Fiddleheads are the young shoots of the Ostrich Fern, (Matteuccia struthiopteris). They are versatile and easy to use and have a mild taste reminiscent of asparagus, green beans or artichokes, but with an added nutty bite all their own.
Although the word "fiddlehead" could refer to any fern shoots, only one variety, the ostrich fern, is considered edible.
Fiddleheads are a rich, deep green color and are about 2 inches long and 1-1/2 inches in diameter. Their flavor is similar to a blend of asparagus, greenbean and artichoke.
They grow throughout the eastern half of the United States and in Canada. Maine is noted for its fine fiddleheads.
Nutrition Notes: Fiddleheads are low in calories and virtually fat-free. They are a good source of potassium and also contain vitamin C, niacin and iron.
Storing: Tightly wrap in a plastic bag and refrigerate. Refrigerating the fiddleheads will slow them from ripening further and uncurling in the process.
Cleaning: Rub off the dry brown coat that some fiddleheads have, then wash the greens thoroughly and rinse in lots of cool fresh water. Remove tough ends of stems.
In a vegetable/rice steamer or in a steamer set over boiling water, steam fiddleheads just until tender, about 8 minutes. Or cook uncovered in a large amount of boiling salted water for 5 to 7 minutes or until stalks are bright green and tender crisp. Be careful not to overcook as they will become mushy and lose much of their color, taste, texture and nutrients.
In a saucepan, lightly sauté fiddleheads in a small amount of olive oil or butter until tender-crisp, about 5 minutes.
Fiddleheads can be frozen if blanched for 2 to 3 minutes beforehand. Plunge into cold water immediately after blanching and dry them thoroughly before freezing. Blanched fiddleheads will keep for up to 9 months in the freezer.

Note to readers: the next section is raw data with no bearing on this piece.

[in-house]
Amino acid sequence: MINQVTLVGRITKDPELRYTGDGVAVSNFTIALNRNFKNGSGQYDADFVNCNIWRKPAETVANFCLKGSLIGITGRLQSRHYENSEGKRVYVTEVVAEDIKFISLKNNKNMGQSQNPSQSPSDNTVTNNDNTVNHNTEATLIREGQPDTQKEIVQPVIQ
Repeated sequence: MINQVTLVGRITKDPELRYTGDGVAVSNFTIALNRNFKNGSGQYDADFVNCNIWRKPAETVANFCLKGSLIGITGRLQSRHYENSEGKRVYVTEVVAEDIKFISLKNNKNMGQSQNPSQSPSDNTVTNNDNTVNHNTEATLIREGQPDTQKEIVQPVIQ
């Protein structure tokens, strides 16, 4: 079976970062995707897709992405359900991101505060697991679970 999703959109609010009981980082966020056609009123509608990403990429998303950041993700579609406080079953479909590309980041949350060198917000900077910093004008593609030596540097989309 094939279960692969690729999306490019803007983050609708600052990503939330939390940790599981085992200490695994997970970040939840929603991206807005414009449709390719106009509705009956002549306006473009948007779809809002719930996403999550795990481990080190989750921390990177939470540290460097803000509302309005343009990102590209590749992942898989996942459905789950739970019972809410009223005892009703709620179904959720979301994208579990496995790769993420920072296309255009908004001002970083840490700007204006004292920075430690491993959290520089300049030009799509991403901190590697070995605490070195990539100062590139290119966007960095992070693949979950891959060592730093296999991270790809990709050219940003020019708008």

Do not thaw frozen fiddleheads. Simply boil or steam them for 6 to 10 minutes or just until tender crisp.
Fiddleheads will lend their delicious flavor and elegant visual appeal to many familiar dishes. Use them as a perfect featured vegetable, hot or cold. They are excellent when marinated, sautéed, baked or in soups, salads and stir-fries.
Important! Fiddleheads should be boiled prior to sautéing, frying or baking. Do not eat raw! Fiddleheads may contain natural substances that can cause gastric distress if not cooked properly. To be on the safe side, only eat cooked fiddleheads. When they're properly cooked, any toxins that may be present are destroyed.
Basic Preparation: Gently simmer in boiling water for 6 to 8 minutes, or until barely tender. Don't be surprised if the cooking water turns brown; this is perfectly normal. Drain immediately and quickly plunge into cold water to retain their crunchy texture and bright green color. Do not overcook!
Your fiddleheads are now ready to use in any number of preparations!
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